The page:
How to Clean and Repair DE Pool Filter Grids
Why Can't I Just Backwash the Filter?
Diatamaceous earth (or D.E.) filters require a full maintenance about once per year, or if your filter pressure becomes increasingly higher even after backwashing, this may require the filter to be pulled apart and cleaned. The DE powder can become caked onto the grids over a period of time, after which backwashing alone will not remove the residue. It has to be dismantled and cleaned. This is a relatively easy process and can save you quite a bit of money by avoiding a pool company's charge for this. My fee is usually $75 per a D.E. filter dismantle and clean, but I have seen companies charge upwards of $150 for this!
Taking the Filter Apart
- Before you actually begin to dis-assemble the filter, make sure you backwash it thoroughly to rinse away any loose D.E.
- Next, turn off the breaker or timer switch.
- Most brands and models will most always have a center ring known as a large band clamp around the center. This will need to be removed. It is best to use a box-end wrench to remove the clamp. The clamps vary in bolt size—some are a 9/16 others are larger.
- The entire grid assembly should be removed as shown.
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Cleaning the Grids
- As you can see in the picture, this is the filter grid assembly. The caked on DE will need to be rinsed off with a hose—if using a standard hose nozzle, make sure it is on the jet setting. You need a strong stream to remove the residue. Rinse all over the grids including in between the inside grids. Inspect the grids and top manifold thoroughly.
- Grids may be worn or torn and require replacement. If they are torn, you will not effectively be able to filter the pool water. If the top manifold is cracked, it will also require replacement.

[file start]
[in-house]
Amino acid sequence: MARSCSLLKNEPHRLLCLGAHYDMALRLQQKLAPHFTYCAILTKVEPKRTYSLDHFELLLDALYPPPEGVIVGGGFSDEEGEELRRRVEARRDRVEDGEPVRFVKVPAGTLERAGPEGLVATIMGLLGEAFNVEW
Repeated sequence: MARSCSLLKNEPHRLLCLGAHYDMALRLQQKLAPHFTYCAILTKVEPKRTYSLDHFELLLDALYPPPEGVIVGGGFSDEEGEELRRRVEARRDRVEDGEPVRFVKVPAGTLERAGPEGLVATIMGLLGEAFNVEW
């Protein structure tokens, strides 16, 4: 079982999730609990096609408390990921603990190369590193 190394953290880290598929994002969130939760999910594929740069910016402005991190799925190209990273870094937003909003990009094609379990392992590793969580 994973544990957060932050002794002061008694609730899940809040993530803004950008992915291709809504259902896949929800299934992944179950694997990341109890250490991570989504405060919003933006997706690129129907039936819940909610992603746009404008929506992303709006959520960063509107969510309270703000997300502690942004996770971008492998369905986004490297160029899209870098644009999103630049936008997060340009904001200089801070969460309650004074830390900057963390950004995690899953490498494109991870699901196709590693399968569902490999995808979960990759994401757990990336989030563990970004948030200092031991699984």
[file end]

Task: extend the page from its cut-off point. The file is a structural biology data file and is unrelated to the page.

- If all is well with the grids and manifold, finalize the rinse with a 50% water/muriatic acid solution. Pour liberally over the entire grid assembly. Let soak for 5 minutes and rinse. (Watch for fumes, as they can be overwhelming!)
- Rinse again and replace the grid assembly exactly as you removed it. Inspect and lubricate all O-rings.
Be Sure It Works
After the filter is re-assembled and the main band clamp is tightened, turn the pump on and check for any leaking around the main band clamp. If there is leakage, you will need to remove the clamp and re-inspect the O-ring making sure the top half of the filter is seated properly onto the bottom half with no twists in the O-ring.
If all is well, add your DE through the skimmer and be sure that no DE powder is returning into the pool. If any DE returns to the pool, this is a serious indication that a grid is torn or the manifold is cracked.
This article is accurate and true to the best of the author’s knowledge. Content is for informational or entertainment purposes only and does not substitute for personal counsel or professional advice in business, financial, legal, or technical matters.
Questions & Answers
Cleaned the DE filter as recommended. However, a week later and the pool still remains cloudy. The filter is 10 years old. Is it time for a new one?
The filter grids might not be holding DE powder. This could be from torn grids, or a broken manifold. To test this, backwash the filter. Then add some DE powder through the skimmer. If you can see the DE powder blowing back into the pool then the filter needs repaired or replaced. If the filter has no issues and is holding DE this means the cloudy pool water has a chemistry issue, or the pump is not running long enough.